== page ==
Both Cooper and Schulze believe that they have revolutionized a solution that incorporates trash issue with an entrepreneurial twist. The company plans to recruit more paid workers so that they can hit the 10-million quota and turns 4Ocean into the world’s largest organization devoted to cleaning the ocean.
The pair hopes that for every bracelet that people are purchasing, it will set as a reminder that waste pollution is a global problem which threatens marine life and can have a severe impact once uncontrolled.
Global Ice Melting At Rates Faster Than Expected
The global ice, or the size and number of glaciers located across cold spots around the world, is a clear indicator of the effects of global warming. With human’s excessive and consistent use of o-zone depleting resources such as fossil fuels — the rate of global ice is melting will only keep accelerating.
The National Snow and Ice Data Center reported that based on data they have gathered since the1900s, glaciers around the globe are shrinking and melting at an alarming rate.
Arctic sea ice has been in constant general low over the years following the increasing trend of greenhouse gas. Additionally, as the frozen ground across the Arctic melts, it releases a massive amount of methane, a potent greenhouse gas. Scientists say that this effect could make global ice melt accelerate even faster.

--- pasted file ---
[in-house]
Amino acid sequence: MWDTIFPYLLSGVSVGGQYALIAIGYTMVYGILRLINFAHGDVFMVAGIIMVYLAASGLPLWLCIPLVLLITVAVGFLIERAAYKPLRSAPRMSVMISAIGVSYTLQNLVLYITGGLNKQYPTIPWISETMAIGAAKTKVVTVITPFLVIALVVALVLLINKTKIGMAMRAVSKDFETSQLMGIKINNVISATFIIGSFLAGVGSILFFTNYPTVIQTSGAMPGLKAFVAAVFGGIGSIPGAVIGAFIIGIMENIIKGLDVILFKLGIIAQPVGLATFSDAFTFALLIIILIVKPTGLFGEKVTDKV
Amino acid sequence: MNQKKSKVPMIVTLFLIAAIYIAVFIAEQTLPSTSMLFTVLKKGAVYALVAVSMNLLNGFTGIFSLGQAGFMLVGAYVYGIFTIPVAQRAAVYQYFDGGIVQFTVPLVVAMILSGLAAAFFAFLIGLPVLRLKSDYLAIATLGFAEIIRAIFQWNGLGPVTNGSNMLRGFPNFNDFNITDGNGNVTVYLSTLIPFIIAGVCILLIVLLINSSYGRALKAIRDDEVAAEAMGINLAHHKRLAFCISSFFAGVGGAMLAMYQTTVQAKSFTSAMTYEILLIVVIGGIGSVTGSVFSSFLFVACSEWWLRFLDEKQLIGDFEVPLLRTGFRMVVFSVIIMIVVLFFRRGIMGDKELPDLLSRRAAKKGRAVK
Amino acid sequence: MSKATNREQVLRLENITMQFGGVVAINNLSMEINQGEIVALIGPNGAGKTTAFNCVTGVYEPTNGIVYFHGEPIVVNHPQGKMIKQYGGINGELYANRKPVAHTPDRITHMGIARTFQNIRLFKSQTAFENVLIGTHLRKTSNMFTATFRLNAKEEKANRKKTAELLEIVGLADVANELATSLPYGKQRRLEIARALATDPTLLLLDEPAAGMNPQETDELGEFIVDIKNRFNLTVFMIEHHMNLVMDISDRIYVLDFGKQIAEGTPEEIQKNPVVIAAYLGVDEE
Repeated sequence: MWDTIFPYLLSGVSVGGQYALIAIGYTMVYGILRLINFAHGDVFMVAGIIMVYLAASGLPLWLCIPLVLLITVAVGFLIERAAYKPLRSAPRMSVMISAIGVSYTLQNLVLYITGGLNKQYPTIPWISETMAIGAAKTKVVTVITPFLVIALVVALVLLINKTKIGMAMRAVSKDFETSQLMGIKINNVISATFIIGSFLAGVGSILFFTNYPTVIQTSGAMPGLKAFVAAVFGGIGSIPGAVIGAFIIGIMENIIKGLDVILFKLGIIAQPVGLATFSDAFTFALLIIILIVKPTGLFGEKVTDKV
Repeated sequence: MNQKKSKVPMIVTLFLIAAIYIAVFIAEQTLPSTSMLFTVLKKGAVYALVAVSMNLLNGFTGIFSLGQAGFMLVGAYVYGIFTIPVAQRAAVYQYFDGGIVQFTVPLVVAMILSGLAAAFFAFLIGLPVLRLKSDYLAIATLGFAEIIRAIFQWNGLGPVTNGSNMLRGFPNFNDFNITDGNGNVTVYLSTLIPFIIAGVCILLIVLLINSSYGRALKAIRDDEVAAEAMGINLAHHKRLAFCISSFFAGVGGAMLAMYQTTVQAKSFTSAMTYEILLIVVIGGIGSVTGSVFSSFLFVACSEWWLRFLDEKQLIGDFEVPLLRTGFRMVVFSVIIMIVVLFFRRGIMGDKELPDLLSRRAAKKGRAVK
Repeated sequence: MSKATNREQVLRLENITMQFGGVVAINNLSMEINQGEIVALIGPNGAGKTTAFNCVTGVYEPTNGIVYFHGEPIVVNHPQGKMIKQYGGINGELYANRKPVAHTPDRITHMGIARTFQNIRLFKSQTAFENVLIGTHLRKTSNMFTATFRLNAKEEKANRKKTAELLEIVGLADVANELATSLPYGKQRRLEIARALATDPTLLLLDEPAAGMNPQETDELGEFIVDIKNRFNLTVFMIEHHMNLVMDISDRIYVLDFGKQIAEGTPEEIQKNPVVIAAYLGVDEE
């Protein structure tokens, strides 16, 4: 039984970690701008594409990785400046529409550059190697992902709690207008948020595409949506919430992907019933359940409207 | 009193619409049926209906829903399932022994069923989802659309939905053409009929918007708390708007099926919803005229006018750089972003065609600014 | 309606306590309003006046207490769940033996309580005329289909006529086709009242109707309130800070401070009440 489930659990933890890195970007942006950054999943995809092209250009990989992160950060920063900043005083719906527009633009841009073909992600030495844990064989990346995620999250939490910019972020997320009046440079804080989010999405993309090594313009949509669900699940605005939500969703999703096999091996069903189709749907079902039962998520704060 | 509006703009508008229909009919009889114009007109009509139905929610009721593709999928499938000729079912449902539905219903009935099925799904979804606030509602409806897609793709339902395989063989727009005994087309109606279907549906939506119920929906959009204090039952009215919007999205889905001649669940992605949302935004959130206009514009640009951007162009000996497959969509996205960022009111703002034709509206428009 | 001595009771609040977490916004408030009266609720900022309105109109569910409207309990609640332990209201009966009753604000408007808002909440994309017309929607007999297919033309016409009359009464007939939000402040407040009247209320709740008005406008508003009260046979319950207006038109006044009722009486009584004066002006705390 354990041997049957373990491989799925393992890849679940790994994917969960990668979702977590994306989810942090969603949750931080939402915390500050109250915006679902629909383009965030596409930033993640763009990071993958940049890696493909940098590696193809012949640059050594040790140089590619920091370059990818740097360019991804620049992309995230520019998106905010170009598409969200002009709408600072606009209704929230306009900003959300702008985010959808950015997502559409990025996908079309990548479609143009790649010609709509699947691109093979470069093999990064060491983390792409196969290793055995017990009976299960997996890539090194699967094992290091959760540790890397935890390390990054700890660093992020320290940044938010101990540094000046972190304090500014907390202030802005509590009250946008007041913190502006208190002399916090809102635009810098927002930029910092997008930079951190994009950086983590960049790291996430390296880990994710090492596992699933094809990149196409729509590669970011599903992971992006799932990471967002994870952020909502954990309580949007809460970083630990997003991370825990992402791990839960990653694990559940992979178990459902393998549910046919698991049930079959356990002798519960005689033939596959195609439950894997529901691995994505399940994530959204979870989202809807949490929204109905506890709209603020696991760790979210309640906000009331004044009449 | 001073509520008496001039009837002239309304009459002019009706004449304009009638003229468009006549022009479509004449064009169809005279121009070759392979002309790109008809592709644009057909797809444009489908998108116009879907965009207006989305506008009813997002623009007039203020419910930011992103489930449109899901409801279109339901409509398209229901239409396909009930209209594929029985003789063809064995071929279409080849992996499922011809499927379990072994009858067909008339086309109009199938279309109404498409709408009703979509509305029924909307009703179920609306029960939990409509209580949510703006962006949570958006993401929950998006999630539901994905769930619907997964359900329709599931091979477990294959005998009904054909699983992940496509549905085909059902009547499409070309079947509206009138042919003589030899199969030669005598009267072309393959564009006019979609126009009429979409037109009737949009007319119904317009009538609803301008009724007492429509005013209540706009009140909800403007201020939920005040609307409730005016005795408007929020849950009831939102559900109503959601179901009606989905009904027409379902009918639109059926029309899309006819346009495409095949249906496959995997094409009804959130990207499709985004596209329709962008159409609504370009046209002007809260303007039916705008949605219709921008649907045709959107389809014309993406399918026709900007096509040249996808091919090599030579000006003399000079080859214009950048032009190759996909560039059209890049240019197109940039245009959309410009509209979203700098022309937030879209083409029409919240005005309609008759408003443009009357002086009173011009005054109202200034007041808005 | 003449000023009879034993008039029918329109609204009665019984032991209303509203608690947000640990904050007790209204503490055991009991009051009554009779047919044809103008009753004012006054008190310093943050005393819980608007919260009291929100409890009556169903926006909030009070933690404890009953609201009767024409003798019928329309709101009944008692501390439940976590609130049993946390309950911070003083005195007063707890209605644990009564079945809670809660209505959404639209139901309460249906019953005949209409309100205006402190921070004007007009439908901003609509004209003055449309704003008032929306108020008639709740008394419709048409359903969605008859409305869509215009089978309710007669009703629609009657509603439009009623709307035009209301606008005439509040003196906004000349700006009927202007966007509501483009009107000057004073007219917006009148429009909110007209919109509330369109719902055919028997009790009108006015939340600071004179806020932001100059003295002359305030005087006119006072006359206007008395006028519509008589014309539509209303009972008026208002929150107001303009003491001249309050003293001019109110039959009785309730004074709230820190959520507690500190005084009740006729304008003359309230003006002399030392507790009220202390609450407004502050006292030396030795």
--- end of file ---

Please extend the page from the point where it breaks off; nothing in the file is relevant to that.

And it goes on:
A separate study found that parts of the Canadian Arctic are experiencing a rate of permafrost thaw six times the long-term average.
Meanwhile, melted ice is especially notable both in and around Greenland — home to the second largest ice sheet on the planet.
“Communities in #Greenland rely on the sea ice for transport, hunting, and fishing. Extreme events, here flooding of the ice by abrupt onset of surface melt call for increased predictive capacity in the Arctic,” Steffen Olsen, a climate researcher at the Danish Meteorological Institute said in a tweet.
Olsen was referring to Greenland losing 2 billion metric tons of ice. “The high melt is unusual so early in the season but not unprecedented,” Greenland Ice said in a tweet.
Experts are calling the lost ice “not normal” considering that it equates to almost half of Greenland. Roughly 45 percent of the ice sheet surface has been melting. Usually, less than 10 percent of the ice sheet surface is melting at this time of year. According to data from the National Snow and Ice Data Center, Wednesday set a daily record for the widest melt area on that date, with 275,000 square miles.
“I’m losing the ability to communicate the magnitude [of change],” Jeremy Mathis, a longtime Arctic researcher and a current board director at the National Academies of Sciences told Mashable. “I’m running out of adjectives to describe the scope of change we’re seeing.”
On other parts of the globe, a city in western Alaska is experiencing drastic changes to its land formations as the state’s ice and permafrost are starting to thaw away.
“Springtime in Alaska isn’t what it used to be. This is the 3rd time past 21 years we can say” warmest spring of record.” 1998 was the warmest to date, exceeded in 2016 and now 2016 exceeded in 2019. Trend +4.0F (+2.2C) since the 1970s.” Rick Thoman said in a tweet.